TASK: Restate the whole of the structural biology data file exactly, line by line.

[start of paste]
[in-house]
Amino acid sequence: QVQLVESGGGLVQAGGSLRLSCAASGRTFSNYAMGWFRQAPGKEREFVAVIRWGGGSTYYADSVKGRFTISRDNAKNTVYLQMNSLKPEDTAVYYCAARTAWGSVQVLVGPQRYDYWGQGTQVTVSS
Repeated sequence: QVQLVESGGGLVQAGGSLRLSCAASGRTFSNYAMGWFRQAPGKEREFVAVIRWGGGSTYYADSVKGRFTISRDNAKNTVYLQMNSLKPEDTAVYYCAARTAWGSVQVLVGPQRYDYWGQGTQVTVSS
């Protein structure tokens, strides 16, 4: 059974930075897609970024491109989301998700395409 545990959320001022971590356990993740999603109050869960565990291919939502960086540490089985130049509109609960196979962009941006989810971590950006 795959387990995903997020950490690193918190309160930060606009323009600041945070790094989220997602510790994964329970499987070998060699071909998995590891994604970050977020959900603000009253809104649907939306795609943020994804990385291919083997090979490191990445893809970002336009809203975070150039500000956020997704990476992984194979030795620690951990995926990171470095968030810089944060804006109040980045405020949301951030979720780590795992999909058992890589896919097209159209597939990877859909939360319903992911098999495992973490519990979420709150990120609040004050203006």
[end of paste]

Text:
[in-house]
Amino acid sequence: QVQLVESGGGLVQAGGSLRLSCAASGRTFSNYAMGWFRQAPGKEREFVAVIRWGGGSTYYADSVKGRFTISRDNAKNTVYLQMNSLKPEDTAVYYCAARTAWGSVQVLVGPQRYDYWGQGTQVTVSS
Repeated sequence: QVQLVESGGGLVQAGGSLRLSCAASGRTFSNYAMGWFRQAPGKEREFVAVIRWGGGSTYYADSVKGRFTISRDNAKNTVYLQMNSLKPEDTAVYYCAARTAWGSVQVLVGPQRYDYWGQGTQVTVSS
């Protein structure tokens, strides 16, 4: 059974930075897609970024491109989301998700395409 545990959320001022971590356990993740999603109050869960565990291919939502960086540490089985130049509109609960196979962009941006989810971590950006 795959387990995903997020950490690193918190309160930060606009323009600041945070790094989220997602510790994964329970499987070998060699071909998995590891994604970050977020959900603000009253809104649907939306795609943020994804990385291919083997090979490191990445893809970002336009809203975070150039500000956020997704990476992984194979030795620690951990995926990171470095968030810089944060804006109040980045405020949301951030979720780590795992999909058992890589896919097209159209597939990877859909939360319903992911098999495992973490519990979420709150990120609040004050203006």